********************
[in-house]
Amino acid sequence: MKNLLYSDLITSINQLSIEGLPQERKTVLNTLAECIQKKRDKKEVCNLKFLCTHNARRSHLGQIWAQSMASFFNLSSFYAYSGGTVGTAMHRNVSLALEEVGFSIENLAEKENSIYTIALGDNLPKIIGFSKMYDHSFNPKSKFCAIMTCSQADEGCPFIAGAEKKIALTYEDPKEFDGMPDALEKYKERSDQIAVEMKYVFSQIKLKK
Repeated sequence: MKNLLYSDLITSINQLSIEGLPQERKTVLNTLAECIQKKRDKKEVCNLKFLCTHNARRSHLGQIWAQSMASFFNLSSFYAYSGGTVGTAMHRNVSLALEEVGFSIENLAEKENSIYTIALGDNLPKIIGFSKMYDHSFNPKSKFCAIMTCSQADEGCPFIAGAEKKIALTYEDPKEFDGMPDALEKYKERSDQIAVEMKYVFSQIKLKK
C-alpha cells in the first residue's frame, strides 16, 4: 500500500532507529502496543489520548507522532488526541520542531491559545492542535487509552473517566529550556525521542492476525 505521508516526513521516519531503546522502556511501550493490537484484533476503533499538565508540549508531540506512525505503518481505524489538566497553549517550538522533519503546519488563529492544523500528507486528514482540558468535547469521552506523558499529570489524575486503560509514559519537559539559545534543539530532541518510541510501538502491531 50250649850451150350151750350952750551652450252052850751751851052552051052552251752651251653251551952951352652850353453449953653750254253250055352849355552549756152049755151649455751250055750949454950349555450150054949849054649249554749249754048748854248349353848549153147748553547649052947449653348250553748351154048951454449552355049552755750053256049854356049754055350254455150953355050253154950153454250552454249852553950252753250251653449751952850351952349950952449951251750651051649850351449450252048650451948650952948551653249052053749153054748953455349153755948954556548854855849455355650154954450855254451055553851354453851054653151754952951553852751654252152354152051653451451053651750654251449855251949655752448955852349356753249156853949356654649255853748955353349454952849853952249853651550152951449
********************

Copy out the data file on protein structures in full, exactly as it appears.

[in-house]
Amino acid sequence: MKNLLYSDLITSINQLSIEGLPQERKTVLNTLAECIQKKRDKKEVCNLKFLCTHNARRSHLGQIWAQSMASFFNLSSFYAYSGGTVGTAMHRNVSLALEEVGFSIENLAEKENSIYTIALGDNLPKIIGFSKMYDHSFNPKSKFCAIMTCSQADEGCPFIAGAEKKIALTYEDPKEFDGMPDALEKYKERSDQIAVEMKYVFSQIKLKK
Repeated sequence: MKNLLYSDLITSINQLSIEGLPQERKTVLNTLAECIQKKRDKKEVCNLKFLCTHNARRSHLGQIWAQSMASFFNLSSFYAYSGGTVGTAMHRNVSLALEEVGFSIENLAEKENSIYTIALGDNLPKIIGFSKMYDHSFNPKSKFCAIMTCSQADEGCPFIAGAEKKIALTYEDPKEFDGMPDALEKYKERSDQIAVEMKYVFSQIKLKK
C-alpha cells in the first residue's frame, strides 16, 4: 500500500532507529502496543489520548507522532488526541520542531491559545492542535487509552473517566529550556525521542492476525 505521508516526513521516519531503546522502556511501550493490537484484533476503533499538565508540549508531540506512525505503518481505524489538566497553549517550538522533519503546519488563529492544523500528507486528514482540558468535547469521552506523558499529570489524575486503560509514559519537559539559545534543539530532541518510541510501538502491531 50250649850451150350151750350952750551652450252052850751751851052552051052552251752651251653251551952951352652850353453449953653750254253250055352849355552549756152049755151649455751250055750949454950349555450150054949849054649249554749249754048748854248349353848549153147748553547649052947449653348250553748351154048951454449552355049552755750053256049854356049754055350254455150953355050253154950153454250552454249852553950252753250251653449751952850351952349950952449951251750651051649850351449450252048650451948650952948551653249052053749153054748953455349153755948954556548854855849455355650154954450855254451055553851354453851054653151754952951553852751654252152354152051653451451053651750654251449855251949655752448955852349356753249156853949356654649255853748955353349454952849853952249853651550152951449